Roque claims Duterte tirades don’t threaten press freedom

Paterno Esmaquel II
The 2018 World Press Freedom Index, released by Reporters Without Borders, shows the Philippines dropping by 6 spots under President Rodrigo Duterte

PRESS FREEDOM. Presidential Spokesperson Harry Roque claims that President Rodrigo Duterte's tirades against media do not threaten press freedom. Malacañang file photo

MANILA, Philippines – Presidential Spokesperson Harry Roque claimed on Thursday, April 26, that President Rodrigo Duterte’s tirades against the media do not threaten press freedom, even as the Philippines’ ratings dropped in the World Press Freedom Index. 

The 2018 World Press Freedom Index, released by media watchdog Reporters Without Borders, showed the Philippines dropping by 6 spots. The report cited how the Duterte administration “developed several methods for pressuring and silencing journalists who criticize his notorious war on drugs.”

Asked if Duterte’s tirades endanger press freedom in the Philippines, Roque pointed out that Rappler’s Malacañang reporter, Pia Ranada, can still “write her stories” despite having been banned from Malacañang. This supposedly means Duterte’s rants have not “prevented” her from doing her job.”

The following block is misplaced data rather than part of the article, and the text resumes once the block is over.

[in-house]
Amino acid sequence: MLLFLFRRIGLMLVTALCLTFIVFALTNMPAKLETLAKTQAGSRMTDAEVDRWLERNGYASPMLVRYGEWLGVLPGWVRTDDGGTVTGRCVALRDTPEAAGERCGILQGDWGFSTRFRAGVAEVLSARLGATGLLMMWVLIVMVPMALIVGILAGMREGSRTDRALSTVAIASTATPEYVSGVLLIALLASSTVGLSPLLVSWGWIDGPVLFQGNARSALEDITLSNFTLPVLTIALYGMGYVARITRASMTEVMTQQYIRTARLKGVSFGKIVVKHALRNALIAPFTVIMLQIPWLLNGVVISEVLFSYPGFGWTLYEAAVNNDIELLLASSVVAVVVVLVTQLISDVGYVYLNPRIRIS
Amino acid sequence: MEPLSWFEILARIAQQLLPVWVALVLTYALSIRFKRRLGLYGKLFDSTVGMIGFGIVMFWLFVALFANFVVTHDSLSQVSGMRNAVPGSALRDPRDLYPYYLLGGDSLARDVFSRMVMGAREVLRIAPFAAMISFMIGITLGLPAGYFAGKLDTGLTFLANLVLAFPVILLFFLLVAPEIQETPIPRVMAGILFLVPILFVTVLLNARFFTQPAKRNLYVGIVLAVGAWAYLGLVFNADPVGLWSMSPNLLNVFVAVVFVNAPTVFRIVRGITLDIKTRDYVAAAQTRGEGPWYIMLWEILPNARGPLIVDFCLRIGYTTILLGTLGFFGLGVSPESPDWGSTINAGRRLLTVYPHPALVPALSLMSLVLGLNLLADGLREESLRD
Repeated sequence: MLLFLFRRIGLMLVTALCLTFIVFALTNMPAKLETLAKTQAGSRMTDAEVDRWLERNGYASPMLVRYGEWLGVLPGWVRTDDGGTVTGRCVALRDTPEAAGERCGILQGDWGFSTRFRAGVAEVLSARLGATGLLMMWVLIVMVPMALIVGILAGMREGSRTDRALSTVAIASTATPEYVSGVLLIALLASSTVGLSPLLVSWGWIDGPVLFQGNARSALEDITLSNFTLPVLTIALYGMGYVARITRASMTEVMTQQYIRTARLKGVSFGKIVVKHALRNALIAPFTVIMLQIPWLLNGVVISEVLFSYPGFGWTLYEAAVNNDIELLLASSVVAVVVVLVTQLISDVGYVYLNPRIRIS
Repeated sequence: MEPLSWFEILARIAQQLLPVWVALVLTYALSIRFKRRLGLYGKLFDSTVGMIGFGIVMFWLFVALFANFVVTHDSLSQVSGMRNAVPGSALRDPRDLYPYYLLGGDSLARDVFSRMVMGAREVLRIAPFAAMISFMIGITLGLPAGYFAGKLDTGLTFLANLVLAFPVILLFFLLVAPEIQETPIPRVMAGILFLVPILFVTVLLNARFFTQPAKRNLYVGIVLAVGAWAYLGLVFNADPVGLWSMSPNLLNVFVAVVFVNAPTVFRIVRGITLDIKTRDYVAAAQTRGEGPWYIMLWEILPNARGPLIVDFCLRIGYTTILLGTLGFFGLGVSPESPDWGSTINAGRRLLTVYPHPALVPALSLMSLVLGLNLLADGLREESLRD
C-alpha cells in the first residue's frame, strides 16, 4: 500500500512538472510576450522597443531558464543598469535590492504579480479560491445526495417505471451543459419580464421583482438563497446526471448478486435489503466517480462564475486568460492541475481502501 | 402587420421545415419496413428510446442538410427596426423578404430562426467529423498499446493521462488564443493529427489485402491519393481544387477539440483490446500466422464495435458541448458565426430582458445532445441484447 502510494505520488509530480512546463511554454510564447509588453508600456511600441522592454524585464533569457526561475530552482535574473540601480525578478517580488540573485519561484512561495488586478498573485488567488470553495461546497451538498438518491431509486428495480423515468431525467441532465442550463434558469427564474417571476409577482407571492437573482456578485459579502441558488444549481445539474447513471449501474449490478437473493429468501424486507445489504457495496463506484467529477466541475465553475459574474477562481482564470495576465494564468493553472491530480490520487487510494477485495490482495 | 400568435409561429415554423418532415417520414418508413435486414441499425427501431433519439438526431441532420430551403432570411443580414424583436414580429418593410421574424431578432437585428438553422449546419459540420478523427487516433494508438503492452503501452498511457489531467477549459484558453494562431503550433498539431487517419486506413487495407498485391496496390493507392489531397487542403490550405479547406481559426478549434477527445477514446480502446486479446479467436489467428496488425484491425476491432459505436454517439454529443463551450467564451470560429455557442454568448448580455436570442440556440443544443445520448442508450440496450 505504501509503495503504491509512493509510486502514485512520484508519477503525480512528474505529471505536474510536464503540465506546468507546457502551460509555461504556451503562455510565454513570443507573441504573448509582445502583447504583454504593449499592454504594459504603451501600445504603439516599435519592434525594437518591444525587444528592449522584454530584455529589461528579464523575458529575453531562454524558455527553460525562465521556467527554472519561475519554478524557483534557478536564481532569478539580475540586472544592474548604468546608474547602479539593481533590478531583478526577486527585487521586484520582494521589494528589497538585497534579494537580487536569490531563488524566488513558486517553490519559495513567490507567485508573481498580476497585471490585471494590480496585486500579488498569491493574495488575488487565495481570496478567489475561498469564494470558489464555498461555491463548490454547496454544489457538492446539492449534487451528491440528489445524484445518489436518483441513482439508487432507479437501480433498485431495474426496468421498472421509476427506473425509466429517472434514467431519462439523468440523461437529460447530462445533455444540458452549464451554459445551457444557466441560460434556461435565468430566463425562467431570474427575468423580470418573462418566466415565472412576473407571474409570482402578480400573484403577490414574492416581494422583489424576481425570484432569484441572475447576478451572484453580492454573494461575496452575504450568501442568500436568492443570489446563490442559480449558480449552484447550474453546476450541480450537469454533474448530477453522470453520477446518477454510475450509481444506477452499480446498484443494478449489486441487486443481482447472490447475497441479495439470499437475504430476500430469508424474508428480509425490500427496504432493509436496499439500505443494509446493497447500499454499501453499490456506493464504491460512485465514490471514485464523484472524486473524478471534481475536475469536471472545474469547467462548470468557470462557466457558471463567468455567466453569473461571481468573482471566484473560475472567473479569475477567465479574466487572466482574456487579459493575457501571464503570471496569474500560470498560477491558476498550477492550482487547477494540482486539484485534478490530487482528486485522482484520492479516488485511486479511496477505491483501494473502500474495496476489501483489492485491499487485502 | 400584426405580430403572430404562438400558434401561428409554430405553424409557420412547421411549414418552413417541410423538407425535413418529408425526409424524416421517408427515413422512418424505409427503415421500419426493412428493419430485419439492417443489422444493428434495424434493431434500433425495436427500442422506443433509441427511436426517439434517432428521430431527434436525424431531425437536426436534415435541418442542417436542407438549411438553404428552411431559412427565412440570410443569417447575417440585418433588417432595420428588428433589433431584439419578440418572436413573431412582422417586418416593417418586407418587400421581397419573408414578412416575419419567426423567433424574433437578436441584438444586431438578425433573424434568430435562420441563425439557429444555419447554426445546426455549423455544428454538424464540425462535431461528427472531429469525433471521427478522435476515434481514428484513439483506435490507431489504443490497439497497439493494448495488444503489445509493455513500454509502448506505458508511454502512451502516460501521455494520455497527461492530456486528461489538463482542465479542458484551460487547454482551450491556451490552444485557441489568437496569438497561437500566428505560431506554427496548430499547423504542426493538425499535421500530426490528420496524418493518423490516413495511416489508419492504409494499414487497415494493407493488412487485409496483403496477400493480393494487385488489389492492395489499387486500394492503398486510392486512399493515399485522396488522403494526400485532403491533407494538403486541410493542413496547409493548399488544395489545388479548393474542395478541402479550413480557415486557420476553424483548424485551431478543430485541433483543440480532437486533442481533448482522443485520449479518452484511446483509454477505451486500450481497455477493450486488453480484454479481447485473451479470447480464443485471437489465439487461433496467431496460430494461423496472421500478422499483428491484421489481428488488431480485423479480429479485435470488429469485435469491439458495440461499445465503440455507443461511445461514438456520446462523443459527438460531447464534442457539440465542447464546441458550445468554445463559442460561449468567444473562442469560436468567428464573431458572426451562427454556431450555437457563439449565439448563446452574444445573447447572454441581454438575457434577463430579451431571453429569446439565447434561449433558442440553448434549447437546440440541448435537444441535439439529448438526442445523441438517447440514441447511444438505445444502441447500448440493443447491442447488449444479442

Roque, however, said other Malacañang reporters “are in a better position than her” because they have physical access to the President.

Roque, a former press freedom advocate, then said that journalists “should always value their relationship with their subjects” if they want to maintain access to them.

Puwede ba naman ‘yung babatuhin mo nang babatuhin tapos gusto mong maging kaibigan ‘yung subject mo para magkaroon ka ng access? No,” Roque said. (You keep on hitting your subject, yet to still expect to be friends with him so you can get access? No.)

Ranada, however, stressed in a Rappler blog that reporters “aren’t obligated to please government officials.” (READ: [OPINION] We’re not here to be your friends)

“A reporter who is too chummy with public officials, who allows the wave of an official’s popularity to get in the way of critical reporting, deserves the suspicion and doubts of the public they are supposed to serve,” Ranada wrote.

She added: “For Roque, it seems, relationships with the powerful trump all other considerations. Perhaps such thinking is acceptable for politicians. But journalists are not politicians.”  Rappler.com

Paterno Esmaquel II

Paterno R. Esmaquel II, news editor of Rappler, specializes in covering religion and foreign affairs. He obtained his MA Journalism degree from Ateneo and later finished MSc Asian Studies (Religions in Plural Societies) at RSIS, Singapore. For story ideas or feedback, email him at pat.esmaquel@rappler.com.